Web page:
Mise en Abyme: Robert Lepage’s Concept-Production of Thomas Adès’s Tempest at the Met Disappoints

Mellifluous music cannot make up for dearth of drama

kenhoward e1351116059729 Mise en Abyme: Robert Lepage’s Concept Production of Thomas Adès’s <em>Tempest</em> at the Met Disappoints

‘The Tempest.’ (Ken Howard/Metropolitan Opera)

And now, as they say, for something completely different.

Just nine months after finishing up his woeful production of Wagner’s Ring cycleat the Metropolitan Opera, the director Robert Lepage has done an about-face. He has abandoned the technical wizardry of the Ring—the 3-D video projections, the enormous rotating set—and pared back his style.

For the Met premiere of Thomas Adès’s 2004 opera The Tempest on Tuesday evening, Mr. Lepage used one of the oldest tricks in the book: a theater—Milan’s great opera house, the Teatro alla Scala, to be precise—within the theater. Old-fashioned wheels turn, and characters charmingly vanish into and emerge from the prompter’s box. Mr. Lepage has put aside the forward-thinking ambitions of his Ring for the kind of hoary, aggressively adorable entertainment that is the specialty of another favored Met director, Bartlett Sher.

Like Mr. Sher’s bland version of Donizetti’s L’Elisir d’Amore, which opened the company’s season last month, Mr. Lepage’s Tempest looks like something that has been exhumed from a dusty storage vault. But this new production is the more mystifying of the two: why has the Met chosen to do a contemporary opera, one with a spiky, glinting score, in such a stale, static, cheesy-looking way?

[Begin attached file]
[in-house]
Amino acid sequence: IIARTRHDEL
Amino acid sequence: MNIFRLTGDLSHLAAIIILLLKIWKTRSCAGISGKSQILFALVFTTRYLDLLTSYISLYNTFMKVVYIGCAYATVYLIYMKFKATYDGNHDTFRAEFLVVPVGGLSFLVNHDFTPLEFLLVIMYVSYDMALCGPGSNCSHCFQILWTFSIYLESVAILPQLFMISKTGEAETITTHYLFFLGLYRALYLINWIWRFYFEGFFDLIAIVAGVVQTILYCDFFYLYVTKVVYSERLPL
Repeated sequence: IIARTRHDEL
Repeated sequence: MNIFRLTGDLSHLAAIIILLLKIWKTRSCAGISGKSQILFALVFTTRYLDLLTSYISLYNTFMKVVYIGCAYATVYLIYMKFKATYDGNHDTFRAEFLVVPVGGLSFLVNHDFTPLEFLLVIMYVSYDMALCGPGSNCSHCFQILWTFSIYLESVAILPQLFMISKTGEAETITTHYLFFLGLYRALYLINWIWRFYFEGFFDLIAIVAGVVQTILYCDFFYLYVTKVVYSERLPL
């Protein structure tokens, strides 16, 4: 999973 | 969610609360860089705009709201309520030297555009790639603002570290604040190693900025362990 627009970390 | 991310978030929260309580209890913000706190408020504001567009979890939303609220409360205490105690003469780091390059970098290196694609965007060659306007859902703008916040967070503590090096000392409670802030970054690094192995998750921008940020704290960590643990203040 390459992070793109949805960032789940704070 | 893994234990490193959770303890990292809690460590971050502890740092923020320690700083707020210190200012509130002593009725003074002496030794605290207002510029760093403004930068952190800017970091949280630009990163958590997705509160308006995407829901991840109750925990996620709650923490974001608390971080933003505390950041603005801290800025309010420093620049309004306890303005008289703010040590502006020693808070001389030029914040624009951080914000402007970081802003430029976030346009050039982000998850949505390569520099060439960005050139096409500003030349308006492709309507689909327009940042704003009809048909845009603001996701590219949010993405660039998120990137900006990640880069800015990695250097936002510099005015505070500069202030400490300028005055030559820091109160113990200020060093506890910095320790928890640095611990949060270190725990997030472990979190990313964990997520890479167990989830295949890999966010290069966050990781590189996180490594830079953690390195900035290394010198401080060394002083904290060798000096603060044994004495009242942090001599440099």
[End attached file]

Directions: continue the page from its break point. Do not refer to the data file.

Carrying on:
The fault is not entirely Mr. Lepage’s. The opera, which has been extravagantly praised since its premiere eight years ago, is deeply flawed as theater, with its tantalizing sound world rarely coming into dramatic focus.

The music is often sheerly beautiful. “Shimmering” is a word that is mentioned in almost every prose account of the work, and it does indeed seem to shimmer. There are long passages—Caliban’s soaring Act II aria, “Friends don’t fear,” is the best of many—in which the sound seems to hover weightlessly in the air. The score manages the nearly impossible task of our postmodern era: being eclectic without feeling inorganic or inauthentic. It runs the gamut from the jazzy rhythms of the very beginning to a Baroque-inspired quintet near the end, and it never sounds like pastiche. It all sounds like Adès.

But after the rhythmic peppiness of that opening, the plot gets underway with a long, sluggish dose of exposition, when Prospero and his daughter, Miranda, slouch onstage to retell the story of his exile from the dukedom of Milan and their difficult journey to the magic island he now rules. Things never really get going from there. Mr. Adès’s music is far more adept at creating an ethereal, kaleidoscopic mood than at shaping characters or drama.

Part of the problem is Meredith Oakes’s libretto, which shows admirable willingness to mess with Shakespeare but doesn’t go far enough. The Met has stranded us once more in doggerel land, the same place we ended up in Jeremy Sams’s stomach-turningly cutesy libretto for last year’s Baroque pastiche, The Enchanted Island.